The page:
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Ericson T.,CICERO Center for International Climate and Environmental Research
Applied Energy | Year: 2011

Offering electricity consumers time-differentiated tariffs may reduce peak consumption if consumers choosing the tariffs are demand responsive. However, one concern is that time-differentiated tariffs may attract consumers who benefit without responding to the price, simply because they have a favourable consumption pattern. It is thus important to understand on which basis consumers choose between tariffs. We model the choice as a function of compensating welfare measures, and use a discrete choice model on data from a residential dynamic pricing experiment. The results indicate that higher demand flexibility will tend to increase the propensity to select dynamic tariffs, while consumption patterns do not influence tariff choice significantly. © 2011 Elsevier Ltd.


Kelman I.,CICERO Center for International Climate and Environmental Research
Geographical Journal | Year: 2014

Climate change is frequently touted as the biggest development challenge that faces humanity. Such rhetoric may be distracting from other development challenges which need to be addressed simultaneously with climate change. This paper uses the case study of small island developing states (SIDS) affected by climate change to explore how focusing on climate change can depoliticise the challenges that they face. Three linked points of depoliticisation through climate change are exemplified: emphasising the hazard, avoiding other long-term development challenges, and shifting focus away from opportunities for reducing vulnerability, including during community reconstruction. Examples cover scientific and policy discussions, from inside and external to SIDS. Links are made with migration narratives, especially learning from the past and the importance of not rebuilding communities with the same vulnerabilities as before. The fundamental challenge is not so much addressing the hazard of climate change per se, but why SIDS peoples often do not have the resources or options to address climate change and other development challenges themselves. In this regard, climate change brings little that is new to SIDS which continue to be marginalised. © 2013 The Author. The Geographical Journal © 2013 Royal Geographical Society (with the Institute of British Geographers).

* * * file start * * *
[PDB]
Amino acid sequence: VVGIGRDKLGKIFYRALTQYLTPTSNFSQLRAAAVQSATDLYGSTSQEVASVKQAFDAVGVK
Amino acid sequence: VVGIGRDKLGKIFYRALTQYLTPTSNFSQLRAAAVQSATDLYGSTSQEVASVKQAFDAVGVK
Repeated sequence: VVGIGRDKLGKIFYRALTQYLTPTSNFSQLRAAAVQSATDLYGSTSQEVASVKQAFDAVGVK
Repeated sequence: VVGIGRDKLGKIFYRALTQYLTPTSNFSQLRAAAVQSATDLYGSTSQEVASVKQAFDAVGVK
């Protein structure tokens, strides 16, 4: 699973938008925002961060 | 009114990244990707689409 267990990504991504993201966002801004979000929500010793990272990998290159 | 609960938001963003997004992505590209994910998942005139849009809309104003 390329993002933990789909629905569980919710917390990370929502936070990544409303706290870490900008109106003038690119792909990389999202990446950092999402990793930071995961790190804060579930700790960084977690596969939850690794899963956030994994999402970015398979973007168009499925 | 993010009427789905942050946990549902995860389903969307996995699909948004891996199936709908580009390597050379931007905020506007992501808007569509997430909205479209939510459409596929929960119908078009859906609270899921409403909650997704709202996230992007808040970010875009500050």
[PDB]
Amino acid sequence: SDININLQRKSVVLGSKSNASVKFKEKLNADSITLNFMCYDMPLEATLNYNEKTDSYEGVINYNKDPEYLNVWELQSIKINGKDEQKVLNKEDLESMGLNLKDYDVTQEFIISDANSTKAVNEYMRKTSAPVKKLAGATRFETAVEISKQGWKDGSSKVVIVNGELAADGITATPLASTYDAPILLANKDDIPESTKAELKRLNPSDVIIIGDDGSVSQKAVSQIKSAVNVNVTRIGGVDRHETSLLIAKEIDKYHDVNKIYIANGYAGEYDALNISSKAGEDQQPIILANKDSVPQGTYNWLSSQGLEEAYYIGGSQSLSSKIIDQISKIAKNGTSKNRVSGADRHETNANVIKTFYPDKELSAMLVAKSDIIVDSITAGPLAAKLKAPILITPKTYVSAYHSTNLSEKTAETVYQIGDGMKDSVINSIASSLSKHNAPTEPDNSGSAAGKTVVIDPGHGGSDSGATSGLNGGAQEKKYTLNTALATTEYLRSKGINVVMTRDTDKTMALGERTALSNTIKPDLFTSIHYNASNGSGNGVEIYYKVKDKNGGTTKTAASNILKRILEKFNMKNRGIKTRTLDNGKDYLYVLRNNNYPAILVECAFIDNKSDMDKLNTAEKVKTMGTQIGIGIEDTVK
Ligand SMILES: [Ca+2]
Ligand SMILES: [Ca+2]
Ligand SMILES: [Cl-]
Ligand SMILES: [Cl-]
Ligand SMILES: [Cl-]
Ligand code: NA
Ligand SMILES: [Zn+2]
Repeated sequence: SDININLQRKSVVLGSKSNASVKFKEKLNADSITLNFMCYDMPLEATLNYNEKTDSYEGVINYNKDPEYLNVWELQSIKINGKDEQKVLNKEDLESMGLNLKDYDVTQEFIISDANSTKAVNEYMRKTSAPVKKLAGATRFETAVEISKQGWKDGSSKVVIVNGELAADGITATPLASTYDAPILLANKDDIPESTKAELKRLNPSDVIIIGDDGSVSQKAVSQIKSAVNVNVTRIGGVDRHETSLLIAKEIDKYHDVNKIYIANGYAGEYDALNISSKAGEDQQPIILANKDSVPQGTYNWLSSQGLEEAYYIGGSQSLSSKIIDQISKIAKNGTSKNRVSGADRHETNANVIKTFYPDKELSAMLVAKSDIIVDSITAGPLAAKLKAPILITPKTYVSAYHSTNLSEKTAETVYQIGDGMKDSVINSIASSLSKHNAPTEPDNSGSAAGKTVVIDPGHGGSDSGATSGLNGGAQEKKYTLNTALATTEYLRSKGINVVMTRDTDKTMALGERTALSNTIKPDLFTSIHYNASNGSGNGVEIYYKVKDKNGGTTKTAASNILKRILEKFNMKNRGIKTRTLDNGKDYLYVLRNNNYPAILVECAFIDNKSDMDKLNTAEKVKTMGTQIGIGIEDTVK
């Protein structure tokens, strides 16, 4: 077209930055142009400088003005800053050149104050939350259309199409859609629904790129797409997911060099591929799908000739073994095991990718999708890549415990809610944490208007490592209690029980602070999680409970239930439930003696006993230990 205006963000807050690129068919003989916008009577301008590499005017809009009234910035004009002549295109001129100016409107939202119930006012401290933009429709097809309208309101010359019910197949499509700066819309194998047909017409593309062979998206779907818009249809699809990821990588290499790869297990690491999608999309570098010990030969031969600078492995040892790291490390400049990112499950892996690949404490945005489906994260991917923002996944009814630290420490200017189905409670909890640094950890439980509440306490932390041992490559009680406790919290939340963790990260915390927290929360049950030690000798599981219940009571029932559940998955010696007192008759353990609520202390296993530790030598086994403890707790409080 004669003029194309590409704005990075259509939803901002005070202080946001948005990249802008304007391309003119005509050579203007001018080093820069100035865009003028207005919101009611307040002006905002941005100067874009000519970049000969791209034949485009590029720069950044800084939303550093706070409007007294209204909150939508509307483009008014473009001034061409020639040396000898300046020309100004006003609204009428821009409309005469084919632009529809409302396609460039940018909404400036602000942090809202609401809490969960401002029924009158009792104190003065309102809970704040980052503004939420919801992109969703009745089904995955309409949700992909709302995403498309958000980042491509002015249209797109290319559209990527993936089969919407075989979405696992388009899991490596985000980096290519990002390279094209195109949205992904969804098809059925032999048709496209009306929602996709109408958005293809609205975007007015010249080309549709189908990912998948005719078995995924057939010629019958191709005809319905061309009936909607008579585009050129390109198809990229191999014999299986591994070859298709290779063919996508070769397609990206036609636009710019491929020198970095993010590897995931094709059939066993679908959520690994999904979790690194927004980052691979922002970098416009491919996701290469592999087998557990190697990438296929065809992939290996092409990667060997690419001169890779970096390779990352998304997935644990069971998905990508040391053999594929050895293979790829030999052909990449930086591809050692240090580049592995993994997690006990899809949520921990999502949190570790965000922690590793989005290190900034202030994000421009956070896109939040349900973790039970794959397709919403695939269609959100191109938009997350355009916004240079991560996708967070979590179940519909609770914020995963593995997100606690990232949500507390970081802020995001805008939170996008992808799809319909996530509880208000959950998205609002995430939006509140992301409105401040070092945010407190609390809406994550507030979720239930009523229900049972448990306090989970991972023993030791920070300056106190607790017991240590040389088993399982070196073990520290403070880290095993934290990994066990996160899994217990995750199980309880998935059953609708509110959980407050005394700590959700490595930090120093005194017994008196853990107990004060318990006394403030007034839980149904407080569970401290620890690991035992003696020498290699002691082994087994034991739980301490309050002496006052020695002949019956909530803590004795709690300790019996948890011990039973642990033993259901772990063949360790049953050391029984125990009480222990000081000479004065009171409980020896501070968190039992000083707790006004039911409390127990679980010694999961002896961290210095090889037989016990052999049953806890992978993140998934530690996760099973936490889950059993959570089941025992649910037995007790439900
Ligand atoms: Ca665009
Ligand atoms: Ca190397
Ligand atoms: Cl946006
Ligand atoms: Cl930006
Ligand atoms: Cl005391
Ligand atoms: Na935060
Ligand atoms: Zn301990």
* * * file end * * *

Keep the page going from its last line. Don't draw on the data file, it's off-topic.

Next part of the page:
Peters G.P.,CICERO Center for International Climate and Environmental Research
Current Opinion in Environmental Sustainability | Year: 2010